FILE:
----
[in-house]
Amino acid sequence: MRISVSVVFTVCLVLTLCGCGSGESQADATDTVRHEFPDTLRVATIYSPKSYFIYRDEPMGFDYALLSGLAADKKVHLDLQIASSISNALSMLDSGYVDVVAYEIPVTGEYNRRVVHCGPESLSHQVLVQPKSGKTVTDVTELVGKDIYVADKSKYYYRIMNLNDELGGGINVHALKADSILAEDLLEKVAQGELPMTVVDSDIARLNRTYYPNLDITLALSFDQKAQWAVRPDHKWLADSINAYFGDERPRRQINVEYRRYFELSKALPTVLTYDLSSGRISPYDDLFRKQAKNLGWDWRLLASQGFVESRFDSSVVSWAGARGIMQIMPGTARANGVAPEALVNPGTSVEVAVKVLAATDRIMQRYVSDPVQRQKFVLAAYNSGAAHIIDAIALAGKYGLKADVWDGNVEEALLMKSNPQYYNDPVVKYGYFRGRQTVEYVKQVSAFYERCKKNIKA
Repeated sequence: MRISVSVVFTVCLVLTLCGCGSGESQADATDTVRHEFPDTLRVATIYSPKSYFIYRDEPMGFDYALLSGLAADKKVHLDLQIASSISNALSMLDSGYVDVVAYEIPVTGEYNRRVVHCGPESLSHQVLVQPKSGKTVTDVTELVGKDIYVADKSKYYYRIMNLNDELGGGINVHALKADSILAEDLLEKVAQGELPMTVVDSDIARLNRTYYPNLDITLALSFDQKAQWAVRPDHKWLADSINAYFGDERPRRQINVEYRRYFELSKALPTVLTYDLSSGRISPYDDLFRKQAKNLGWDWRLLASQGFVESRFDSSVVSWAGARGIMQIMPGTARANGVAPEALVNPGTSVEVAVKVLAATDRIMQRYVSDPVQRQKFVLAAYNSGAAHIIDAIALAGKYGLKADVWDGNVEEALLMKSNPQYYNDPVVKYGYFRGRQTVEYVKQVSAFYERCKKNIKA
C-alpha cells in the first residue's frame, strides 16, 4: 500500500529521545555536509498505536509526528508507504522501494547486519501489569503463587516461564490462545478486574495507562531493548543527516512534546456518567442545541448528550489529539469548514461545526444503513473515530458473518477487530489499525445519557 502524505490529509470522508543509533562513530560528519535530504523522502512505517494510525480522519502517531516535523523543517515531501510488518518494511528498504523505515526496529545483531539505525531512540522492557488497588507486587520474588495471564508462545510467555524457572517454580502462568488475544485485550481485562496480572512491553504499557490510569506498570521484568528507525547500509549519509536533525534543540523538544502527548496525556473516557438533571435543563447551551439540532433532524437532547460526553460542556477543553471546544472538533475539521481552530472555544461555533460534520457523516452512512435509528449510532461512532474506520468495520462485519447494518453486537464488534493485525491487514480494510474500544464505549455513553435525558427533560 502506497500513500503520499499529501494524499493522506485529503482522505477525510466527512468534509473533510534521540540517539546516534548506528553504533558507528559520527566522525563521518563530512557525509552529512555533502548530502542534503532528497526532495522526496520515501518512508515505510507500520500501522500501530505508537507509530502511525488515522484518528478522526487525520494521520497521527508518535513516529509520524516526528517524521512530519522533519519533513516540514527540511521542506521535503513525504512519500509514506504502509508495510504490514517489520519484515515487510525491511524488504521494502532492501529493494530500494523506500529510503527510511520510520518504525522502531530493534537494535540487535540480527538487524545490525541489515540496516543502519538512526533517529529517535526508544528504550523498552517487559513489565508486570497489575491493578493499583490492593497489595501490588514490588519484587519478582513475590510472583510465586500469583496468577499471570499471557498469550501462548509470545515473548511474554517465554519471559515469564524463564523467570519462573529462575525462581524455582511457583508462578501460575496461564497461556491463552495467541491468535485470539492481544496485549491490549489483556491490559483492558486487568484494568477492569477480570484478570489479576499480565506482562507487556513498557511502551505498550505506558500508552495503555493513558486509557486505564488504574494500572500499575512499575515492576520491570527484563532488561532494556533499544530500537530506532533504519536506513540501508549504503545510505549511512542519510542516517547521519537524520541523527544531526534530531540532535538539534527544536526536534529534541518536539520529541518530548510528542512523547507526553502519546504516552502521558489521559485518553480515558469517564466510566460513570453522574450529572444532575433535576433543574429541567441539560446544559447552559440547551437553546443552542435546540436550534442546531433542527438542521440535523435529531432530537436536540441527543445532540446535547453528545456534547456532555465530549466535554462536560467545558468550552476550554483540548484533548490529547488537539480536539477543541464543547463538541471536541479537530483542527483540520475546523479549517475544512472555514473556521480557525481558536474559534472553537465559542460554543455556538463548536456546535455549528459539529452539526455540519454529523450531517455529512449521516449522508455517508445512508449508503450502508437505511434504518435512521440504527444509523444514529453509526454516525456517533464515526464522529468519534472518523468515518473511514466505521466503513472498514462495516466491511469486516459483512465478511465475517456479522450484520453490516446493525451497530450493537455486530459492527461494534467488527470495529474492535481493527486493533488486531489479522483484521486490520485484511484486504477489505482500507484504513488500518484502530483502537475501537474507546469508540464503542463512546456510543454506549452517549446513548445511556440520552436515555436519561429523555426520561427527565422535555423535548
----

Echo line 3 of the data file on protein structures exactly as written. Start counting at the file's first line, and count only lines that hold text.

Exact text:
Repeated sequence: MRISVSVVFTVCLVLTLCGCGSGESQADATDTVRHEFPDTLRVATIYSPKSYFIYRDEPMGFDYALLSGLAADKKVHLDLQIASSISNALSMLDSGYVDVVAYEIPVTGEYNRRVVHCGPESLSHQVLVQPKSGKTVTDVTELVGKDIYVADKSKYYYRIMNLNDELGGGINVHALKADSILAEDLLEKVAQGELPMTVVDSDIARLNRTYYPNLDITLALSFDQKAQWAVRPDHKWLADSINAYFGDERPRRQINVEYRRYFELSKALPTVLTYDLSSGRISPYDDLFRKQAKNLGWDWRLLASQGFVESRFDSSVVSWAGARGIMQIMPGTARANGVAPEALVNPGTSVEVAVKVLAATDRIMQRYVSDPVQRQKFVLAAYNSGAAHIIDAIALAGKYGLKADVWDGNVEEALLMKSNPQYYNDPVVKYGYFRGRQTVEYVKQVSAFYERCKKNIKA